Open Letter to Brunswick

Brunswick is Nonna hosing the garden with her apron on. Brunswick is the townhouse veggie garden, carefully pruned. Brunswick is the young family in their first home, toddler in one hand, scooter in the other as they head to the park. Brunswick is young people starting their careers at the hospitals or travelling into the city. Brunswick is students in share-houses (lounge on the balcony included). Brunswick is the tradespeople, working around the corner on rebuilding homes whilst maintaining the heritage facade. It is artists and small business owners from all parts of the world. It is the traditional owners of the land. It is East and West. It is people and progress. 


Brunswick is home. 


But Brunswick is also getting crowded. I catch the 58 tram on Grantham St to work and (pre-COVID) it is standing-room only from 7am. Sydney Road is gridlocked for cars and unsafe for cyclists. The density of cars and people in Brunswick East continues to rise as development increases. Hard rubbish and litter piles up on our streets. Small businesses are closing. 


The  population of Moreland is expected to hit 200,000 by 2030. Services and infrastructure cannot meet demand and Moreland Council has not planned well for population growth. In 2019, 41% of residents thought Council’s planning for population growth was  ‘poor’ or ‘very poor’. Things will get worse as Moreland continues to grow. 


In my experience, most people don’t care about politics. People care about services and issues that improve their lives and the lives of their loved ones. Local issues are also complex. People might support increased bike lanes but still need somewhere to park when they go and get groceries. People want to support increased services in the area but also want to make sure their rates are well spent, just like we all do when looking at grocery and electricity bills.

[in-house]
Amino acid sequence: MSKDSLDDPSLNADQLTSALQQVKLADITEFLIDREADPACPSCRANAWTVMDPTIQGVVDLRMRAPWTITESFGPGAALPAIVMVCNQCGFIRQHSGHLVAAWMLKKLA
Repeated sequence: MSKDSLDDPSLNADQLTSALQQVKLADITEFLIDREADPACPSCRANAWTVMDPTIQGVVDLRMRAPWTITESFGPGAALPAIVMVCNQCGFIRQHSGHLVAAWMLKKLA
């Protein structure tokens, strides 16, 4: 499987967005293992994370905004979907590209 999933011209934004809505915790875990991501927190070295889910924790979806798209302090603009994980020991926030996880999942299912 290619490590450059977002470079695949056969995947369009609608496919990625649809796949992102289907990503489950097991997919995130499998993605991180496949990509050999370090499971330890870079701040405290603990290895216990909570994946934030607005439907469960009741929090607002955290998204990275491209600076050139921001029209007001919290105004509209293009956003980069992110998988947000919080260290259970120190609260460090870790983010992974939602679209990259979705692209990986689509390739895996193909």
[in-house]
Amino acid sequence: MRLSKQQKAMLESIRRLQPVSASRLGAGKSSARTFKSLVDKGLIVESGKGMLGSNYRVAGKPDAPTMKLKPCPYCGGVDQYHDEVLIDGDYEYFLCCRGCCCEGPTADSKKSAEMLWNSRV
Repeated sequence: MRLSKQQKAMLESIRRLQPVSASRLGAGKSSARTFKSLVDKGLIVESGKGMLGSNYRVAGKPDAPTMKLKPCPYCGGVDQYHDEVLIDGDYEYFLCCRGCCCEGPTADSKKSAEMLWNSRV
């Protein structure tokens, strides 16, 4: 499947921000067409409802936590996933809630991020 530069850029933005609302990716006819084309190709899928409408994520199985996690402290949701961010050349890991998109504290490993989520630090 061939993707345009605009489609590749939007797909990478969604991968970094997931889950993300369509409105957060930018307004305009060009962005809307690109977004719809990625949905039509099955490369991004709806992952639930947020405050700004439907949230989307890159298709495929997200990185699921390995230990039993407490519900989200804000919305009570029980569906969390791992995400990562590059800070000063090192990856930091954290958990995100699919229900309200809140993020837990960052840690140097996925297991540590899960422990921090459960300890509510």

In 2019, 25% of residents rated Council’s engagement and consultation as ‘poor’ or ‘very poor’. That result is too high and indicates outcomes that are based on an agenda rather than engagement. For example, consider the approach to development and parking in Brunswick East that does not consider young families; the proposals for the bike lane on Sydney Road that don’t consider small business; or the Council rate rise in 2020, during a pandemic. Were you engaged and are you clear on the reasons behind the decision? 


Councillors vote along party lines, leaving no room for meaningful community engagement. Their views are predetermined based on party affiliation. In Moreland, a clear voting bloc exists and significant parts of the community have been left behind or unheard. 


Elections for Moreland Council will be held by post in October. Three spots are available in the South Ward and you should include an Independent in your vote. 


Postal voting significantly favours established parties and incumbents over Independent candidates. It is unlikely door-knocking or public campaigning will be allowed. Amongst other things, Labor and Greens Party candidates will have access to calling diallers, member lists, website creation, state MP endorsements, party funds and donors. 


If you elect an Independent, you will be adding checks and balances on the current party politics. You will be helping to prevent a voting bloc in either direction and ensure a return to evidence-based decisions on the issues. At the same time, an Independent won’t prevent good policies that are supported by both parties, who will likely maintain a majority overall. 


To prepare for the future of our local area, we must demand better planning of services and infrastructure, and better community consultation. We should bring all residents on the journey. This needs smart people who can handle complex problems and have experience across the spectrum. COVID makes engagement and planning all the more important. 


I know I’m not alone in this view, but I do not see it represented in our local government. That is why I am running as an Independent for Moreland. My professional experience as a lawyer and as a compliance professional, is balanced with my history of running pubs through uni. My volunteer work is rounded to include refugee services, promoting STEM for children and environmental causes. 


More than my resume, I am a product of my environment and my family. Like a lot of you, my parents moved to Australia to create opportunities. This is one I am willing to put my hand up for. 


After all, isn’t that what Brunswick is all about. 


If people, planning and progress matter to you please join me. 


John Durrant

Independent Candidate for Moreland - South Ward

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Authorised by John Durrant, Centennial Avenue, Brunswick West 3055

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